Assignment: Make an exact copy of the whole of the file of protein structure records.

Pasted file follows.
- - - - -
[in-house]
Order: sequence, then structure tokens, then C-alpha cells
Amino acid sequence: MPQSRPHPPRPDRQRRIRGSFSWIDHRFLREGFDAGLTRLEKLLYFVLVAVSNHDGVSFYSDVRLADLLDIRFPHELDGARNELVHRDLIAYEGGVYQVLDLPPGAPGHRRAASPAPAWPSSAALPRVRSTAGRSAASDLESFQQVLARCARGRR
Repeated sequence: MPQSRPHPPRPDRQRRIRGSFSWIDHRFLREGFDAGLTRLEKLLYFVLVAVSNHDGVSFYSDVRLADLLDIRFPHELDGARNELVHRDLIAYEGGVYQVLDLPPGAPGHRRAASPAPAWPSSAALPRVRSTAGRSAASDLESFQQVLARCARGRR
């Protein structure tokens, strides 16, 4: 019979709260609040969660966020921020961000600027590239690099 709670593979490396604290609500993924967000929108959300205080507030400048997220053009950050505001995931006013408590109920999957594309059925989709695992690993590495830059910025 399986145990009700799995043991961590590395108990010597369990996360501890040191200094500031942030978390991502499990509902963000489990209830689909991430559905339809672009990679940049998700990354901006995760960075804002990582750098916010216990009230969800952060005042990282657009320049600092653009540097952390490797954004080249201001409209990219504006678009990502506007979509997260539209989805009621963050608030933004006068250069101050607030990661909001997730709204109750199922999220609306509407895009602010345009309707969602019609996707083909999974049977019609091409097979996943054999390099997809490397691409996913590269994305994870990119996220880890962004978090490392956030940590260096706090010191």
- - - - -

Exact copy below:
[in-house]
Order: sequence, then structure tokens, then C-alpha cells
Amino acid sequence: MPQSRPHPPRPDRQRRIRGSFSWIDHRFLREGFDAGLTRLEKLLYFVLVAVSNHDGVSFYSDVRLADLLDIRFPHELDGARNELVHRDLIAYEGGVYQVLDLPPGAPGHRRAASPAPAWPSSAALPRVRSTAGRSAASDLESFQQVLARCARGRR
Repeated sequence: MPQSRPHPPRPDRQRRIRGSFSWIDHRFLREGFDAGLTRLEKLLYFVLVAVSNHDGVSFYSDVRLADLLDIRFPHELDGARNELVHRDLIAYEGGVYQVLDLPPGAPGHRRAASPAPAWPSSAALPRVRSTAGRSAASDLESFQQVLARCARGRR
């Protein structure tokens, strides 16, 4: 019979709260609040969660966020921020961000600027590239690099 709670593979490396604290609500993924967000929108959300205080507030400048997220053009950050505001995931006013408590109920999957594309059925989709695992690993590495830059910025 399986145990009700799995043991961590590395108990010597369990996360501890040191200094500031942030978390991502499990509902963000489990209830689909991430559905339809672009990679940049998700990354901006995760960075804002990582750098916010216990009230969800952060005042990282657009320049600092653009540097952390490797954004080249201001409209990219504006678009990502506007979509997260539209989805009621963050608030933004006068250069101050607030990661909001997730709204109750199922999220609306509407895009602010345009309707969602019609996707083909999974049977019609091409097979996943054999390099997809490397691409996913590269994305994870990119996220880890962004978090490392956030940590260096706090010191």